Saab, the under-performing Swedish arm of General Motors, is to effectively divest itself of its US parent by seeking protection under Swedish financial laws to operate as a separate entity.
In a statement issued from Saab HQ in Trollhättan, the company says that as a result of GM’s strategic review of the global Saab business the Saab Board has announced today that it will file for reorganisation under a self-managed Swedish court process to create a fully independent business entity that would be sustainable and suitable for investment.
What that means is that the reorganisation is a self-managed, Swedish legal process headed by an independent administrator appointed by the court who will work closely with the Saab management team.
GM, which itself faces mountainous debts and a future that hangs in the balance, refuses to continue funding Saab’s losses alone.
In a survival plan submitted to the US Treasury this week, GM said the Swedish firm would become an independent business as of January 1 next year, after 20 years of GM control.
As part of the process, Saab will formulate its proposal for reorganisation, which will include the concentration of design, engineering and manufacturing in Sweden.
This proposal will be presented to creditors within three weeks of the filing and pending court approval, the reorganisation will be executed over a three-month period and will require independent funding to succeed.
Saab lost about three billion crowns (US$340 million) in 2008, according to documents filed with the Swedish court that granted the company a stay of execution.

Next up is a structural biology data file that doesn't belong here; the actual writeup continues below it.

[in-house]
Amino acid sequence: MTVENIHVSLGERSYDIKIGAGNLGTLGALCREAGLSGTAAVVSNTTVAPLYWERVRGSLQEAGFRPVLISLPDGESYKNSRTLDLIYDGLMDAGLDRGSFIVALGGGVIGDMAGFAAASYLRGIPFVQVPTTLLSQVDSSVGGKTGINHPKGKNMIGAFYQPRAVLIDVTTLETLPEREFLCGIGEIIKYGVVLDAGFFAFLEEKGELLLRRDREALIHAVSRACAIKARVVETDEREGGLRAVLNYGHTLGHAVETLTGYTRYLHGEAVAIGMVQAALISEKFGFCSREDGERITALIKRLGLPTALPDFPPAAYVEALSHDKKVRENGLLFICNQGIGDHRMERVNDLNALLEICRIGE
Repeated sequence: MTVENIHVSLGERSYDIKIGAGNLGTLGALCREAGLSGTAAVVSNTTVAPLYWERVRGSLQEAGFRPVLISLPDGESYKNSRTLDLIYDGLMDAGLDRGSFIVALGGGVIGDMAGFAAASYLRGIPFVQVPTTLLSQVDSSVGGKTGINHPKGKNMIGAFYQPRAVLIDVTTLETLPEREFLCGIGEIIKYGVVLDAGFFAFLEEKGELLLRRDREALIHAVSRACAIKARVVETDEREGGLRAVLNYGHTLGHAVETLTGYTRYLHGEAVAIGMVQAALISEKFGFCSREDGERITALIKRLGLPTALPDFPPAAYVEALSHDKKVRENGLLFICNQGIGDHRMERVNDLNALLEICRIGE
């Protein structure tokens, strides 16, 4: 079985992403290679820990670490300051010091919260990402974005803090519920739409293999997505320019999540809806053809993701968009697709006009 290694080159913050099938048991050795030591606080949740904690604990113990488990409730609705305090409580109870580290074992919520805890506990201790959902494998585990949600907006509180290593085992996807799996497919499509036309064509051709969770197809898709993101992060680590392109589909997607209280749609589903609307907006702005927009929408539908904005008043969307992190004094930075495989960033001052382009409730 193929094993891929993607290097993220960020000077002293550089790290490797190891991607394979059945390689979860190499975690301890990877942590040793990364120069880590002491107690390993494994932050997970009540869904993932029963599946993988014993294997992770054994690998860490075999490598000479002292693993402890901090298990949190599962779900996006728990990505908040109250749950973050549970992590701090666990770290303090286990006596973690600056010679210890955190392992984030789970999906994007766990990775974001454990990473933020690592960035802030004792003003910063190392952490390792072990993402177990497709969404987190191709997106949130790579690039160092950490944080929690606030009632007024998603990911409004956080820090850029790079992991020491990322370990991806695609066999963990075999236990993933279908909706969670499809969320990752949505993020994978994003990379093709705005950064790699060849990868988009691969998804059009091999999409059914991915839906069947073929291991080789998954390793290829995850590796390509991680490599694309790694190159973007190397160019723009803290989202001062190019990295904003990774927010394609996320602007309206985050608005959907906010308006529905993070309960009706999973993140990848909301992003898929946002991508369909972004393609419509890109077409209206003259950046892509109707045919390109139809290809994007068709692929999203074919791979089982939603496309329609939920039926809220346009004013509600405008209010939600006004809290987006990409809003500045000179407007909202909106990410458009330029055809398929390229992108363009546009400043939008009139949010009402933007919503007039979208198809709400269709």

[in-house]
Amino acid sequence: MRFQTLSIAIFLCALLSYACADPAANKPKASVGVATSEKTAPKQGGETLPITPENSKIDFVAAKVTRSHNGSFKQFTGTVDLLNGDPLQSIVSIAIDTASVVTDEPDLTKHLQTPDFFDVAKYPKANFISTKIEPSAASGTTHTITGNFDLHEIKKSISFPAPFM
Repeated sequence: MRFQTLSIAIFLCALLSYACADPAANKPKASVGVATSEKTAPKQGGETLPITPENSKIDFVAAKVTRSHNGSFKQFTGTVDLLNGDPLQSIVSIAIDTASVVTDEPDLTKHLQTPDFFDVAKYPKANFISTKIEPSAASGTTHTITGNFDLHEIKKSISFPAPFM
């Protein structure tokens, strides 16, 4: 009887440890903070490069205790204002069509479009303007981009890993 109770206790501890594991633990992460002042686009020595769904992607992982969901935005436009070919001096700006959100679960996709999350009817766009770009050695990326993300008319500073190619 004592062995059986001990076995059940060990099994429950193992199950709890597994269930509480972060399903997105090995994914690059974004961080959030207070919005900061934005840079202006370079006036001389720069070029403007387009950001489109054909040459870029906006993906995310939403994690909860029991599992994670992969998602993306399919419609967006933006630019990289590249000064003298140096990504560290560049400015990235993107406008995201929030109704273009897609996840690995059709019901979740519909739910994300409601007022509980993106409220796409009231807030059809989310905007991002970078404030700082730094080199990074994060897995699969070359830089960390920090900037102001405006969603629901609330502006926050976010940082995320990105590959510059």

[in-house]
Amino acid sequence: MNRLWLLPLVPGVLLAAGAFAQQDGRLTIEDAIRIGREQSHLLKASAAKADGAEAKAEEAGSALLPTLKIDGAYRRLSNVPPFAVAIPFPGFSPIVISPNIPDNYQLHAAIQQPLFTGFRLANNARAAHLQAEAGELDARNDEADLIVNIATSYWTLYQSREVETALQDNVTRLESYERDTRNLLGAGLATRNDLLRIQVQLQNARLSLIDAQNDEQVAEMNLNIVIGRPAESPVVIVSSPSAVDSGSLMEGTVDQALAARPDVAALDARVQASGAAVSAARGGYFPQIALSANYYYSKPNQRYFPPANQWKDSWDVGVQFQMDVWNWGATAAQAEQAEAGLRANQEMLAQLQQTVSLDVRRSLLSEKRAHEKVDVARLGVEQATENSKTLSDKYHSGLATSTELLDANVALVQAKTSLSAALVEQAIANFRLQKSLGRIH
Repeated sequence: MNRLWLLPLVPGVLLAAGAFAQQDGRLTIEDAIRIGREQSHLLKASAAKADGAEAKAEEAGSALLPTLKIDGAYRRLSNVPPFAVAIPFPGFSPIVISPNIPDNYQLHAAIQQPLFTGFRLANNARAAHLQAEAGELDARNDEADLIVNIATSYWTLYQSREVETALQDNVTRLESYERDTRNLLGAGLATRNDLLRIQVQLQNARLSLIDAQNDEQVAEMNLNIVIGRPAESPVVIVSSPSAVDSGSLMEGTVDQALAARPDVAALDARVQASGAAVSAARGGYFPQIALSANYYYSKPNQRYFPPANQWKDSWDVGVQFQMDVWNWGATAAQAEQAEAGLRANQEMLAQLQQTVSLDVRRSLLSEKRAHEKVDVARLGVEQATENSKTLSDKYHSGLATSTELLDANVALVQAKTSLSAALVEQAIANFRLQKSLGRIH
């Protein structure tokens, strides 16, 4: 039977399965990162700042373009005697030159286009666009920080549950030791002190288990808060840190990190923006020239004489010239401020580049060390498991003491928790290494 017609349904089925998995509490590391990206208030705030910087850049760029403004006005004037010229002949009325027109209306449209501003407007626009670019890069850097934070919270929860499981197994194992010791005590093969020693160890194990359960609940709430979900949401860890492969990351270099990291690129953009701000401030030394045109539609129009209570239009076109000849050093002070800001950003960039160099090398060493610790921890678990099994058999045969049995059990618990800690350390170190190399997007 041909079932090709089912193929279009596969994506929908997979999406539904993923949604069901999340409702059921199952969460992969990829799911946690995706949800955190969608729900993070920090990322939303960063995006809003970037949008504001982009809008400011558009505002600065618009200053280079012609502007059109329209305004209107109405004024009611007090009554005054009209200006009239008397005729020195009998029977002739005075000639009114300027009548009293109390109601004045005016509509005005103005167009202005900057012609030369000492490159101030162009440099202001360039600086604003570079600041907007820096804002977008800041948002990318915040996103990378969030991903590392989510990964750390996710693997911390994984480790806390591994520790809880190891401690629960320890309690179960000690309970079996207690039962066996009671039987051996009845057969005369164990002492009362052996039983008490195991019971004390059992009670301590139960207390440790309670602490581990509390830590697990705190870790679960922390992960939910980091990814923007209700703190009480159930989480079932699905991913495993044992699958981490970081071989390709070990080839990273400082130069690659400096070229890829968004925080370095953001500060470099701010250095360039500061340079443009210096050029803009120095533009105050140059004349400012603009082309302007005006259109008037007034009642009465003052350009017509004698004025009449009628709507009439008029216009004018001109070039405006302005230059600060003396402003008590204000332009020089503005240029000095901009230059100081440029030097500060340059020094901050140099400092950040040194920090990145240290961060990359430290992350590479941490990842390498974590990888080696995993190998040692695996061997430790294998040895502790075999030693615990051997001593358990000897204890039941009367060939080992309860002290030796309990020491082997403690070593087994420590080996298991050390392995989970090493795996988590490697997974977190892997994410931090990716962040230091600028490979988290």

The company expects a similar loss this year, blaming slack demand, aging products, overcapacity and high costs.
“We explored and will continue to explore all available options for funding and/or selling Saab and it was determined a formal reorganization would be the best way to create a truly independent entity that is ready for investment,” said Jan Ake Jonsson, managing director for Saab Automobile.
“With an all new 9-5, 9-3X and 9-4X all ready for launch over the next year and a half, Saab has an excellent foundation for strong growth, assuming we can get the funding to complete engineering, tooling and manage launch costs.
“Reorganisation will give us the time and means that help get these products to market while minimising the liquidity impact of Saab on GM.”
Funding for the restructured company will need to be secured during the reorganisation process and will be sought from both public and private sources.
Swedish daily Dagens Industri said today that GM is prepared to pump in US$400 million into Saab if the Swedish state guarantees a further loan of US$590 million.
The Swedish government is said to have indicated it will pump more funds into Saab to keep the company alive if it can see a future for the company’s products.
General Motors says that Saab will continue to operate as usual and in accordance with the formal reorganisation process, with the Swedish government providing some support during this period.
The company said that the reorganisation should have no impact on other GM operations.